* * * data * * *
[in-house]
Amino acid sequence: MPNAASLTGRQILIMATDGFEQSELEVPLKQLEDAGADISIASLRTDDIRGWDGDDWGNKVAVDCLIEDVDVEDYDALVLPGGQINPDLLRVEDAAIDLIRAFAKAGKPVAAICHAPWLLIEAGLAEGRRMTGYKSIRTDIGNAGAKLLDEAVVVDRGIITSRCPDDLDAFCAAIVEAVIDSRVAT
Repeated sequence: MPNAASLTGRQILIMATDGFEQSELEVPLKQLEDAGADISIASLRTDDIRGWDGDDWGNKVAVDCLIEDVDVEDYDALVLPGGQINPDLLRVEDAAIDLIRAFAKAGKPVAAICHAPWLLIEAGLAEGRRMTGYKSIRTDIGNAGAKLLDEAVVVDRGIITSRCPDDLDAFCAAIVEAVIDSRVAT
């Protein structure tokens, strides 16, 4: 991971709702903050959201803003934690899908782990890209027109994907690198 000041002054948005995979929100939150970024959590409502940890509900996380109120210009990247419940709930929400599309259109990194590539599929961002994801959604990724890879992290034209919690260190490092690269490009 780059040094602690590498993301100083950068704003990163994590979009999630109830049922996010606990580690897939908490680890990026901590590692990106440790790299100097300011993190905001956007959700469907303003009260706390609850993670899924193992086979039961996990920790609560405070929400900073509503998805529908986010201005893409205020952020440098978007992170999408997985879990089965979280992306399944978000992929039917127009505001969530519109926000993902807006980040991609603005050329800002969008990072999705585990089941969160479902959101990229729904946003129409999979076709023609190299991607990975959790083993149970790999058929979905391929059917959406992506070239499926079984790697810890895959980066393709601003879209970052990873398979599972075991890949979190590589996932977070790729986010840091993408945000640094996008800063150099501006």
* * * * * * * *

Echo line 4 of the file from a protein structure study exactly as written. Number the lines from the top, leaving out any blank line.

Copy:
């Protein structure tokens, strides 16, 4: 991971709702903050959201803003934690899908782990890209027109994907690198 000041002054948005995979929100939150970024959590409502940890509900996380109120210009990247419940709930929400599309259109990194590539599929961002994801959604990724890879992290034209919690260190490092690269490009 780059040094602690590498993301100083950068704003990163994590979009999630109830049922996010606990580690897939908490680890990026901590590692990106440790790299100097300011993190905001956007959700469907303003009260706390609850993670899924193992086979039961996990920790609560405070929400900073509503998805529908986010201005893409205020952020440098978007992170999408997985879990089965979280992306399944978000992929039917127009505001969530519109926000993902807006980040991609603005050329800002969008990072999705585990089941969160479902959101990229729904946003129409999979076709023609190299991607990975959790083993149970790999058929979905391929059917959406992506070239499926079984790697810890895959980066393709601003879209970052990873398979599972075991890949979190590589996932977070790729986010840091993408945000640094996008800063150099501006």